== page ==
Sunday, March 22, 2015


What do peanut shells and banana peels have to do with the movie "Gone With The Wind"?  Those meager pickings are all producer David O. Selznick would allow his "kidnapped" writer and director to eat, peanuts and bananas, while they solved a great conundrum:  how to create a script of the Margaret Mitchell book that was less than seven hours long.

The turbulence of the Civil War, an epic saga penned by  Mitchell, her one and only masterpiece, became "Gone with the Wind."  Translating its 1037 pages of romance and drama in the old South into a four hour film by David O. Selznick, producer, ended up being ranked number 4 on the 100 Best American Films of All Time list of 1998. But how it came to pass, against great odds, is a unique story all on its own.

To be privy to the inside scoop of how the movie came to be written and splashed across the silver screen, ultimately to win ten Academy Awards and be one of the highest grossing films of its time, head over to the Connecticut Playmakers to see the frantic slapstick comedy "Moonlight and Magnolias" by Ron Hutchinson Friday, March 27 and Saturday, March 28 at 8 p.m. at First Congregational Church, 108 Sound Beach Avenue, Old Greenwich.

Producer David O. Selznick's career and reputation and future and fortune are all on the line.  Every day it is costing him $50,000 to make a film that has no viable script.  Fraught with obstacles, the project to make "Gone with the Wind" is in tremendous trouble.  He finally has a cast, Vivien Leigh as his daunting and determined heroine Scarlett O'Hara and Clark Gable as the dashing and enigmatic Rhett Butler, but without a workable screenplay he has nothing.

Every script to date is flawed, too long or not practical.  Atlanta has to burn, the Confederacy has to be defeated and Scarlett has to face surmounting problems.  Selznick (Adam Auslander) implores his good friend the journalist Ben Hecht (David Pollard) to come to his rescue.  Hecht, who has never even read the book, reluctantly agrees to try.  Locked in a room for five days, with Selznick and his brand new director Victor Fleming (Tim Cronin) acting out the plot, Hecht is forced to live on peanuts and bananas and produce a masterpiece.  How the trio survive with the aid of the producer's faithful secretary Ms. Poppenghul (Tina D'Amato) is a comic circus, under the deft direction of Dan Friedman.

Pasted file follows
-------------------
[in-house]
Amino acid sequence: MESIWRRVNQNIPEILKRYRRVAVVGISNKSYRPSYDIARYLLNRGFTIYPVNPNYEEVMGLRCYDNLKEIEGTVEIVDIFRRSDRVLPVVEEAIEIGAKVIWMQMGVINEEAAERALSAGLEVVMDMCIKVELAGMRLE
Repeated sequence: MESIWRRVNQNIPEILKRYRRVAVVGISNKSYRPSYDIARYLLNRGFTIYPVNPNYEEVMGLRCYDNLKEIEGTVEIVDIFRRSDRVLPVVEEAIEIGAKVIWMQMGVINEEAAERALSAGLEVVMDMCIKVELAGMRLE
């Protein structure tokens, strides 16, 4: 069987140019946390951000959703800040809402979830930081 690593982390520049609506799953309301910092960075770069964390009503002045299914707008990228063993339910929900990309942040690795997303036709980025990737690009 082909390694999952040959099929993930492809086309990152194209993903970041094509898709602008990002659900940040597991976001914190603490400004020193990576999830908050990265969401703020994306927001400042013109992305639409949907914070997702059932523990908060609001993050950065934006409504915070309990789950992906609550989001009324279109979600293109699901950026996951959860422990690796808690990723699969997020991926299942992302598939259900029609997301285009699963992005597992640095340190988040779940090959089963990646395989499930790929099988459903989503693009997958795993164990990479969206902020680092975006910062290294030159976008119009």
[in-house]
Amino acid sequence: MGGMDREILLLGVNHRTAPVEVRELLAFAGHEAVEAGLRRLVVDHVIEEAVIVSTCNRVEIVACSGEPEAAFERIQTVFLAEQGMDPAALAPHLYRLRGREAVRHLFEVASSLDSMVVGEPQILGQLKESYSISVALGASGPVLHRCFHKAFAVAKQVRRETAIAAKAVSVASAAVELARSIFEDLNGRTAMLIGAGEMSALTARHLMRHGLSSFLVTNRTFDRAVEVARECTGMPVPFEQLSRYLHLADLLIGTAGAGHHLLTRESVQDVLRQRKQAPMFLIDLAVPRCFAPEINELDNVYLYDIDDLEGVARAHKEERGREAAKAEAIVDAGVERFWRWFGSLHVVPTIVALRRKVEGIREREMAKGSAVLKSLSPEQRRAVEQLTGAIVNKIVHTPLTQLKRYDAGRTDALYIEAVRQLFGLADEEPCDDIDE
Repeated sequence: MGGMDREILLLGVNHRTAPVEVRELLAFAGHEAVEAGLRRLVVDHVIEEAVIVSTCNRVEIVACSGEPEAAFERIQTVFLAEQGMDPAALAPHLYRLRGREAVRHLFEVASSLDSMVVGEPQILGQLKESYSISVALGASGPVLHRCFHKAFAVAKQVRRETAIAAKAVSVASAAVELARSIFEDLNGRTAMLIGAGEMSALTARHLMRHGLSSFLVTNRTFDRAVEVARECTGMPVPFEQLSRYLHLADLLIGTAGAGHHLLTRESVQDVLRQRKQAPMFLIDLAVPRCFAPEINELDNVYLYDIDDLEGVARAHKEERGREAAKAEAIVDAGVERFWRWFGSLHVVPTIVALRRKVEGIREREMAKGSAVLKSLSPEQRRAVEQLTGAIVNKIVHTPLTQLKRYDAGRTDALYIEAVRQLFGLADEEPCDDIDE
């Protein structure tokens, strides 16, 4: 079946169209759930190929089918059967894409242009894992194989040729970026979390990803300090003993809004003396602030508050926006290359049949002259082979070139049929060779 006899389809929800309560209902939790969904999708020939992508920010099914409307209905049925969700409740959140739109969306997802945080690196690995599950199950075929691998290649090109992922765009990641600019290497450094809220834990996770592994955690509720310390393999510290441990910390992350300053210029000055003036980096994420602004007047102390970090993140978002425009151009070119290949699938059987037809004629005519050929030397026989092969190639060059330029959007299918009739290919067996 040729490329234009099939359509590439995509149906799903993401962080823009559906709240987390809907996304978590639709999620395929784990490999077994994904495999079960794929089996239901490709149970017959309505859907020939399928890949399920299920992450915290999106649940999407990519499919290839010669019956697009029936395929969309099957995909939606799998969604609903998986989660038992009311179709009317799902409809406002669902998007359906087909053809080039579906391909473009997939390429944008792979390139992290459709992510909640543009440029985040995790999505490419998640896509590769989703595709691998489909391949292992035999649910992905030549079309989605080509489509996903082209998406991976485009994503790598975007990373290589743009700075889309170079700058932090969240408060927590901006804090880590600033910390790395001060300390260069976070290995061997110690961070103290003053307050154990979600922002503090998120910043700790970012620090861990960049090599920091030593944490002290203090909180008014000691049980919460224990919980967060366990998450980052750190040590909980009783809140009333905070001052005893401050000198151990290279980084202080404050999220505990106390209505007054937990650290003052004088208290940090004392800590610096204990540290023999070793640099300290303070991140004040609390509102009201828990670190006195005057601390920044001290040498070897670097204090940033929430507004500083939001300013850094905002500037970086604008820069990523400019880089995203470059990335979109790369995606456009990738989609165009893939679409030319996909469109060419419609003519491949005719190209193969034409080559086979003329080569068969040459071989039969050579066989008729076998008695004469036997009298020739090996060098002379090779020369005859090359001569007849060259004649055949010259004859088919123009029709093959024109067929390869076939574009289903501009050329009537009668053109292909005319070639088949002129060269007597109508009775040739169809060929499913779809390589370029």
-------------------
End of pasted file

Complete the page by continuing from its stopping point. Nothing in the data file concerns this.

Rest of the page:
For tickets ($25), call  the Connecticut Playmakers at 203-249-5419 or online at  Performances are Friday and Saturday at 8 p.m. This is a cabaret setting, so bring goodies to share at your table. Come witness this plucky Connecticut community theatre group that has produced 225 Broadway hits over its 67 year history in the Greenwich area.

Make your plans now to have "Dinner with Disney" that will take you on a musical journey of Disney songs for the last 75 years.  Come hear tunes from such hits as "The Lion King," "Aladdin," "Snow White," "The Jungle Book," "Frozen," "Tarzan" and "Cinderella," to name a few.  Bring your kids and your dinner on Friday and Saturday, May 8 and 9, 15 and 16 and 22 and 23 at 8 p.m. and Sunday, May 17 and 24 at 2 p.m.

You'll surely want to rent a DVD of this classic film once you witness the behind-the-scenes shenanigans that unbelievably led Ben Hecht, "the Shakespeare of Hollywood," to succeed where so many others before him had failed. All David O. Selznick wants is one great movie before he dies and without becoming a monkey's uncle he manages to pull off the trick of the century.

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